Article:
Shooting a suspect can rattle the most experienced law enforcement officer. Even in the best-case scenario, you will be faced with explaining your actions; if there are any doubts about whether this was a “good shooting,” your career and life can change forever. Therefore, it’s critical to know what to expect and how to react.
In the recent webinar, “I Just Shot Someone. What’s Next?” Lexipol co-founder Bruce Praet explains the chain of events following an officer-involved shooting, from the occurrence of the incidence to the jury trial. One key question he addresses: Should you give a voluntary statement to criminal investigators, whether from within your agency or outside it, or should you wait and give a compelled statement (e.g., Garrity)?
When Praet recently posed this question during a panel discussion to about 1,200 officers, 67% of the attendees said they would not give statements to criminal investigators until they were compelled to do so. “That’s probably the worst thing that you can ever do if you are involved in a shooting,” Praet says.
Why? Because capturing your state of mind during the shooting is a critical part of your defense, especially if the subject was unarmed. And without a statement, there’s no way for you to counteract the accounts of independent witnesses, who may have a limited perspective of the incident but nevertheless can make a convincing case in court that you shot someone unnecessarily.
Remember, Graham v. Connor states that “the ‘reasonableness’ of a particular use of force must be judged from the perspective of a reasonable officer on the scene.” Issuing a voluntary statement provides that perspective, which can calm criminal investigators’ suspicions and give the District Attorney something to work with when deciding whether to bring charges.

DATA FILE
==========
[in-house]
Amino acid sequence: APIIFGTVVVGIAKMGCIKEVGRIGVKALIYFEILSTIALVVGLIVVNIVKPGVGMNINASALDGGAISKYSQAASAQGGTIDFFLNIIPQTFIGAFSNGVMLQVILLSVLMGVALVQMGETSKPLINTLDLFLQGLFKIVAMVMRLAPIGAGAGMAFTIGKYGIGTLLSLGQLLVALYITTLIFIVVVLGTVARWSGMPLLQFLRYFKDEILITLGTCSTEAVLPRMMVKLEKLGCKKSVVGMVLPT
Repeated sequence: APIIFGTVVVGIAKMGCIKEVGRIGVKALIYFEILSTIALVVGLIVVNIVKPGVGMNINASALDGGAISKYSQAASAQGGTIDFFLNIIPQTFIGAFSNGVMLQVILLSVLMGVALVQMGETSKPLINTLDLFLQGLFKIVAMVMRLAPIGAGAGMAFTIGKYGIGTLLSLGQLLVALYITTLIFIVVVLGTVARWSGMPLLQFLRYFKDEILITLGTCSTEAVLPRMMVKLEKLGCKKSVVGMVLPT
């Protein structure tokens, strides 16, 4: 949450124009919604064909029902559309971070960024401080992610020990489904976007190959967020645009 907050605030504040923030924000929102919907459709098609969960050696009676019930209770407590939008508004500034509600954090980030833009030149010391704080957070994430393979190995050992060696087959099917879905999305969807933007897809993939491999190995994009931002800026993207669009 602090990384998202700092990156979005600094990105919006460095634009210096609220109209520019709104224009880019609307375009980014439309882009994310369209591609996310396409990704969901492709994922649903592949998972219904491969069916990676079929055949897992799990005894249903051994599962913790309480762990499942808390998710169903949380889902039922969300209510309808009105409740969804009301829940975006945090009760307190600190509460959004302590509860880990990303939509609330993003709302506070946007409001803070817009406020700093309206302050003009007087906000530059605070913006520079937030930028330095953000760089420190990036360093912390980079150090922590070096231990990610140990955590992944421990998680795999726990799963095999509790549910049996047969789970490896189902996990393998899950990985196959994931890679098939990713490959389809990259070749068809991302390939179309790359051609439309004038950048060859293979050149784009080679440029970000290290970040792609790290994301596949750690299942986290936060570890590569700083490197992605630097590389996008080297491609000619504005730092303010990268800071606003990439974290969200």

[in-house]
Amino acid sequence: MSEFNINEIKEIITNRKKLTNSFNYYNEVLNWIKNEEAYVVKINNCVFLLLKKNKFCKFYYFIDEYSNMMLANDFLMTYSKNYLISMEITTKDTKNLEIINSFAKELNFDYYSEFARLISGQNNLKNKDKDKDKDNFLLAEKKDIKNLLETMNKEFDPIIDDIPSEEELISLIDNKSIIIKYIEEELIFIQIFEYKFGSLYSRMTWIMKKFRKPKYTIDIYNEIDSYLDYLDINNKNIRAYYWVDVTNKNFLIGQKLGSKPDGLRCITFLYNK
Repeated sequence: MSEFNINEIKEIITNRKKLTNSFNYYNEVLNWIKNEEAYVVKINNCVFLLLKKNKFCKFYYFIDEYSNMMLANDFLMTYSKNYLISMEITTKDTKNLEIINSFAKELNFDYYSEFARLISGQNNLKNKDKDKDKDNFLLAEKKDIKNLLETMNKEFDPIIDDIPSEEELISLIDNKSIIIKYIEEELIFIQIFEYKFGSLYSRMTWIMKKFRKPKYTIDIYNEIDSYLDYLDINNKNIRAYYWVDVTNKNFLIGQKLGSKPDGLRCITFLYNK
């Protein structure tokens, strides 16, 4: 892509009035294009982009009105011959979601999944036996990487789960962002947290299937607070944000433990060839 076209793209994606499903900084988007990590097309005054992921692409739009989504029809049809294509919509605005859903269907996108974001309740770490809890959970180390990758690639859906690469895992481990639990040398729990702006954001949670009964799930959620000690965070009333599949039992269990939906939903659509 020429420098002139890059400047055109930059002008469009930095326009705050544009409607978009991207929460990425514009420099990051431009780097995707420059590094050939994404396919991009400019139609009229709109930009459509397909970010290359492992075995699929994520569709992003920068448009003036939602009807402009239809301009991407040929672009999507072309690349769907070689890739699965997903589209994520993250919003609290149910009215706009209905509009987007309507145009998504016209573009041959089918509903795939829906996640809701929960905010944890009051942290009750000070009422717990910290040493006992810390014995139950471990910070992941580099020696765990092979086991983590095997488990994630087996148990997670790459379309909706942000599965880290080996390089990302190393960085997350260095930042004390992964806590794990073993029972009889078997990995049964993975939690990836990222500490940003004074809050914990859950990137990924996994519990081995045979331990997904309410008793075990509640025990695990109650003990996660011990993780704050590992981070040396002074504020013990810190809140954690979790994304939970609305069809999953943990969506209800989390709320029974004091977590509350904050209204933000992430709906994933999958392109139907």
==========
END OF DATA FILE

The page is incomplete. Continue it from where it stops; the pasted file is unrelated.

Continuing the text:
In fact, Praet notes a direct correlation between compelled statements and indictments: “In the last 15 years, about a dozen cops have been criminally indicted in the state of California … Every one of those officers refused to give a voluntary statement to criminal investigators.”
However, you should also remember that there’s no need to rush the process. Criminal investigators may put pressure on you to talk, but Praet advocates a cooling-off period of at least 24 hours to allow you to get some rest and solidify the incident in your mind. During this time, you should meet with your attorney to thoroughly review the facts of your case and prepare a comprehensive voluntary statement. Your attorney can also advise you of any state-specific rights available to you.
Note: Use caution when talking with peer support members. There is no attorney/client privilege between you and your fellow officers. Let them assist you with phone calls, transport, change of clothes, etc., but don’t talk to them concerning the shooting.
The actions taken by the department after an officer-involved shooting are equally as critical. Communication needs to be factual, timely and transparent. It’s also important that the community—the public and the media—have easy access to information and updates on the shooting case.
The bottom line: Following an officer-involved shooting, your first reaction may be to button up and provide information only when compelled to do so. But if it’s a “good shooting,” providing a voluntary statement can show that you are honest and credible. Should the case advance to criminal or, more likely, civil charges, the fact that you gave a voluntary statement may work in your favor.
Disclaimer: This article is for general informational and educational purposes only and should not be considered legal advice or opinions. You should not act upon any information presented without first seeking legal counsel on your specific matter.
Lexipol’s Law Enforcement Policy Manual and Daily Training Service provides guidance on complex policy issues, including officer-involved shootings and deaths policy. Contact us today for more information or to request a free demo.